Risibly, Labour MP Paul Flynn has said the result of the European referendum was illegitimate because most of the people who voted were ignorant. This takes my breath away, as have other comments which have hinted that universal suffrage should be limited on some grounds of intelligence or qualification. Try putting that to a referendum, chum! In any event, Paul, I think many MPs would prove too ignorant to be allowed to have a say on almost any issue, if they could just be tested. As for the intelligentsia, Richard Dawkins, among others, argued that he should not have had to vote on a matter he did not understand. He says that is what parliament is for: to hand such decisions to experts, who understand the details. But Ridley notes that members of parliament are not experts, let alone omniscient ones. Even brilliant people can also be astonishingly ignorant on certain matters, even Messrs Brennan and Traub.Whether Britain is right or wrong to leave the European Union is a question that nobody, however clever, can possibly know the right answer to unless they have foresight and a crystal ball.

Anyway, the MPs may get asked to agree we should trigger Article 50, even though they are in no better position to figure out the pros and cons than we all were in the campaign. If that is the correct process I don't have a problem with that. But they must vote unconditionally that we should. It's what 17+ million people voted for, in a referendum that Parliament itself approved by 6 to 1. There is no logic in debating the terms when discussing Article 50. This is because Article 50 is not about trade deals or freedom of movement; "hard" or "soft" Brexit. Vernon Bogdanor, writing in the Sunday Times (6 November) pointed out that Article 50 triggers a negotiation on the withdrawal process, involving technical but important issues such as rights of British nationals in the EU and EU nationals in Britain. It provides for negotiations to take "account of the framework" for a country's "future relationship with the Union". But that future relationship, which can take years to negotiate and evolve, requires separate processes to undertake and to ratify.

I think we need to watch these people like Flynn. They believe in democracy when it gives them what they consider to be the "right" answer. A bit like the Corbynistas who are say they believe in democracy but shout down and vilify opponents. So I reckon that means they clearly don't.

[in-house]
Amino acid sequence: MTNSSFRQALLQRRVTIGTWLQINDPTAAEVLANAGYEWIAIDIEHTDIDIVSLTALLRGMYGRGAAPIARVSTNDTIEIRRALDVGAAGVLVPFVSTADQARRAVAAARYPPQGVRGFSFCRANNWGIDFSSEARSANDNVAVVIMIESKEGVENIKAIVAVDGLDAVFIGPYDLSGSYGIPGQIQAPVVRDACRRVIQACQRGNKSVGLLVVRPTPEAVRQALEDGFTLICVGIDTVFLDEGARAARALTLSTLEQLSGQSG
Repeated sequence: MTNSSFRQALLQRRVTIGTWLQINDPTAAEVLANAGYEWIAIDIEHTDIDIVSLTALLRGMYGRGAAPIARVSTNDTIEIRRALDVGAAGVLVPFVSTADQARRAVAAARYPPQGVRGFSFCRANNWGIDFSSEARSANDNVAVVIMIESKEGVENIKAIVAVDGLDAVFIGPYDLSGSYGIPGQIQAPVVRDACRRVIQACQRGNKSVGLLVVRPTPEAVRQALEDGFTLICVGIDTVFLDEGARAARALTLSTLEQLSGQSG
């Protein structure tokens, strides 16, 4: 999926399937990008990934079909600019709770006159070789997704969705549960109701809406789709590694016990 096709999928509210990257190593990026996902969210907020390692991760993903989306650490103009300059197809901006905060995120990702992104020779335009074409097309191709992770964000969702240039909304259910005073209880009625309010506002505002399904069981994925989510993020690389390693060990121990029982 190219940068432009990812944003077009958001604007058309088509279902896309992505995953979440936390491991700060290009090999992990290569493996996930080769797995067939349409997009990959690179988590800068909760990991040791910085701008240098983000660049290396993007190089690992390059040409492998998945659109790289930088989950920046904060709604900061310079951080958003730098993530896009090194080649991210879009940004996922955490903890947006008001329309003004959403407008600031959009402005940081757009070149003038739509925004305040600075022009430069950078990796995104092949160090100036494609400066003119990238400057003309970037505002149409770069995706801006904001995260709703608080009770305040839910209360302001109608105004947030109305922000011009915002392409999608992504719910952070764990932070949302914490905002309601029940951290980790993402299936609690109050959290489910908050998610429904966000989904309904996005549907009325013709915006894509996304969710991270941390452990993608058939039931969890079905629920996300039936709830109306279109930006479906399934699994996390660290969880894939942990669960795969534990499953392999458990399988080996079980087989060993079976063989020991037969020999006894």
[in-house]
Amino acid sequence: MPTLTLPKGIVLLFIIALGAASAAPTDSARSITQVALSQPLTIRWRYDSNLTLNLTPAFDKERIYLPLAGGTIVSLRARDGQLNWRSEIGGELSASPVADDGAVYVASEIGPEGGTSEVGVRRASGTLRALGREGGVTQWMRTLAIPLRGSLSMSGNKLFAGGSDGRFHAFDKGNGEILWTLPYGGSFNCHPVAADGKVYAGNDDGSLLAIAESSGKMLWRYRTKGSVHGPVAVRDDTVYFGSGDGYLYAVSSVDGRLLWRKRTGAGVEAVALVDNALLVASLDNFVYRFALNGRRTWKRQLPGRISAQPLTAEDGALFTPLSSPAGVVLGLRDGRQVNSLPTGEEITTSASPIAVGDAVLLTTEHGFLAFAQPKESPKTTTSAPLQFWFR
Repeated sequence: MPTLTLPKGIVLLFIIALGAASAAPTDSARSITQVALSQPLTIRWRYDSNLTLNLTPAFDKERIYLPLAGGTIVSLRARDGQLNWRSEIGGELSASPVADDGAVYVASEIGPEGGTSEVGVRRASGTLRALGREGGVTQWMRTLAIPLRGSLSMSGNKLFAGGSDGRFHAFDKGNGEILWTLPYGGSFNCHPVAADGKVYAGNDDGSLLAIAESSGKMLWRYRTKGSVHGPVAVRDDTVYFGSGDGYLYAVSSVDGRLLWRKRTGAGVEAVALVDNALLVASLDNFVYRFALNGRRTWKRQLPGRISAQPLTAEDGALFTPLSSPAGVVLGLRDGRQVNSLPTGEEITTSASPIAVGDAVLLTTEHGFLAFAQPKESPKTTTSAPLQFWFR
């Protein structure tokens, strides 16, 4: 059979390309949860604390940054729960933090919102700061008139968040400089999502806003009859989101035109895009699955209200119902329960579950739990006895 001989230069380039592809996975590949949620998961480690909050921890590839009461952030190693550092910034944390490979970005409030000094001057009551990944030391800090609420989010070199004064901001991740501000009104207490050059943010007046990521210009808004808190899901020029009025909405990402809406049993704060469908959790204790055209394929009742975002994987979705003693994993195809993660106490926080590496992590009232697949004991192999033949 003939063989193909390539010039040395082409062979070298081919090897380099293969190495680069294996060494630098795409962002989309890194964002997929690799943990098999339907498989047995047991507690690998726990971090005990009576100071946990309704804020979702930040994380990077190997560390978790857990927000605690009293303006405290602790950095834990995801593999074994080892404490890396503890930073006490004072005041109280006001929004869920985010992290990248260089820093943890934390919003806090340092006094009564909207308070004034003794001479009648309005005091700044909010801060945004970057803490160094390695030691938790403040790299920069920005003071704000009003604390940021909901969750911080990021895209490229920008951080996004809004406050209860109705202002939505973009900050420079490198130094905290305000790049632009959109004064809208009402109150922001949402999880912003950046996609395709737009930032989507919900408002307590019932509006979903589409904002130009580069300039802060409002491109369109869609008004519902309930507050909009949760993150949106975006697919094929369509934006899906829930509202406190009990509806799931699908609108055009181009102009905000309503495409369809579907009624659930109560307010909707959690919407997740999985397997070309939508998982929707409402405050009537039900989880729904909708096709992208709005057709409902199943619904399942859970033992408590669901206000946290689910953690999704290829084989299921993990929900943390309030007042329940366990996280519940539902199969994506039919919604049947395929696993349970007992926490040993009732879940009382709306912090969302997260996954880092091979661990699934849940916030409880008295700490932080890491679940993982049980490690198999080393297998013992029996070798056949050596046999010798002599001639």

I also can't help thinking that people who want to have a detailed, open debate about what we should negotiate are actually trying to make the negotiation impossible. As Philip Collins argues in The Times (18 November) "It is not unreasonable for the prime minister to wish to keep her detailed thoughts secret. A comprehensive wishlist would be an open invitation to critics to denounce its contents and deplore what was missing. It would inevitably, thanks to the trading nature of negotiating, ensure that some of the wishes were denied. The published list would therefore have to include dummy options that the prime minister was secretly prepared to lose. Then she would be denounced, either for dishonesty or for not bringing home the bounty promised."

However, Collins goes on to say that "None of this makes silence a virtue". He is very concerned about the difficulty - nay, impossibility in 2 years - of the transition. (I may return to the difficulty of the transition but not here). He argues that the only way out of this for Mrs May is to negotiate a transitional arrangement in which the UK leaves the EU but, temporarily (or maybe not) joins the European Economic Area (EEA), which is an agreement to secure the free movement of goods, services, capital and people between Iceland, Liechtenstein, Norway and the 28 member states of the EU. This would permit us to opt out of those EU laws, such as fisheries policy, which we found burdensome. We would have bought temporary certainty on commercial and social policy. Crucially, we would also have bought time to do a proper negotiation and Mrs May would have the scope to play poker her own quiet way.